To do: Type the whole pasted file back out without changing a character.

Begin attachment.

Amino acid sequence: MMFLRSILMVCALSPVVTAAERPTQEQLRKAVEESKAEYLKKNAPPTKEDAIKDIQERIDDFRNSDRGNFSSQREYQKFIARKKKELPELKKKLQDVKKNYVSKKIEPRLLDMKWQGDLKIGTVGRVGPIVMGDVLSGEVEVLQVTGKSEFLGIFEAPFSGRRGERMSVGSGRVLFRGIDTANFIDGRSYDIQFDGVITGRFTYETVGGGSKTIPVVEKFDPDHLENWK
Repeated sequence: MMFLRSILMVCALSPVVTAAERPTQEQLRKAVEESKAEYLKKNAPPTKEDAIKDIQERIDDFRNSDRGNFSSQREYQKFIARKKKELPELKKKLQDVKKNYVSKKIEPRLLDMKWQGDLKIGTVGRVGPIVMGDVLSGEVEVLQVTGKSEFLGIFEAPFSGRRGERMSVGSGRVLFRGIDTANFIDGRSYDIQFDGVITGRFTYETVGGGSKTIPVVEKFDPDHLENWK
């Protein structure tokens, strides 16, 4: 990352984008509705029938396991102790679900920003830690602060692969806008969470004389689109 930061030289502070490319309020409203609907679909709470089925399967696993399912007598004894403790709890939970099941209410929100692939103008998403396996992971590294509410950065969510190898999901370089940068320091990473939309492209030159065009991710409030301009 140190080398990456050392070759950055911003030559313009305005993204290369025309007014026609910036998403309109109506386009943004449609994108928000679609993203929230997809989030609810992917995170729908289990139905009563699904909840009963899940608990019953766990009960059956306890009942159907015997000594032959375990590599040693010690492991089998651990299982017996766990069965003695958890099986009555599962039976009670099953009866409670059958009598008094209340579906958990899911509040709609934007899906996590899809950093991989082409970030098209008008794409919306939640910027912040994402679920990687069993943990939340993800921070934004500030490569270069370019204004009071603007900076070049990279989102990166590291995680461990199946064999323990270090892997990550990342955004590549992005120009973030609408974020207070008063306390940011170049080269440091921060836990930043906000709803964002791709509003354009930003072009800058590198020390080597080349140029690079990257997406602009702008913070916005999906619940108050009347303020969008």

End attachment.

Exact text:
Amino acid sequence: MMFLRSILMVCALSPVVTAAERPTQEQLRKAVEESKAEYLKKNAPPTKEDAIKDIQERIDDFRNSDRGNFSSQREYQKFIARKKKELPELKKKLQDVKKNYVSKKIEPRLLDMKWQGDLKIGTVGRVGPIVMGDVLSGEVEVLQVTGKSEFLGIFEAPFSGRRGERMSVGSGRVLFRGIDTANFIDGRSYDIQFDGVITGRFTYETVGGGSKTIPVVEKFDPDHLENWK
Repeated sequence: MMFLRSILMVCALSPVVTAAERPTQEQLRKAVEESKAEYLKKNAPPTKEDAIKDIQERIDDFRNSDRGNFSSQREYQKFIARKKKELPELKKKLQDVKKNYVSKKIEPRLLDMKWQGDLKIGTVGRVGPIVMGDVLSGEVEVLQVTGKSEFLGIFEAPFSGRRGERMSVGSGRVLFRGIDTANFIDGRSYDIQFDGVITGRFTYETVGGGSKTIPVVEKFDPDHLENWK
């Protein structure tokens, strides 16, 4: 990352984008509705029938396991102790679900920003830690602060692969806008969470004389689109 930061030289502070490319309020409203609907679909709470089925399967696993399912007598004894403790709890939970099941209410929100692939103008998403396996992971590294509410950065969510190898999901370089940068320091990473939309492209030159065009991710409030301009 140190080398990456050392070759950055911003030559313009305005993204290369025309007014026609910036998403309109109506386009943004449609994108928000679609993203929230997809989030609810992917995170729908289990139905009563699904909840009963899940608990019953766990009960059956306890009942159907015997000594032959375990590599040693010690492991089998651990299982017996766990069965003695958890099986009555599962039976009670099953009866409670059958009598008094209340579906958990899911509040709609934007899906996590899809950093991989082409970030098209008008794409919306939640910027912040994402679920990687069993943990939340993800921070934004500030490569270069370019204004009071603007900076070049990279989102990166590291995680461990199946064999323990270090892997990550990342955004590549992005120009973030609408974020207070008063306390940011170049080269440091921060836990930043906000709803964002791709509003354009930003072009800058590198020390080597080349140029690079990257997406602009702008913070916005999906619940108050009347303020969008």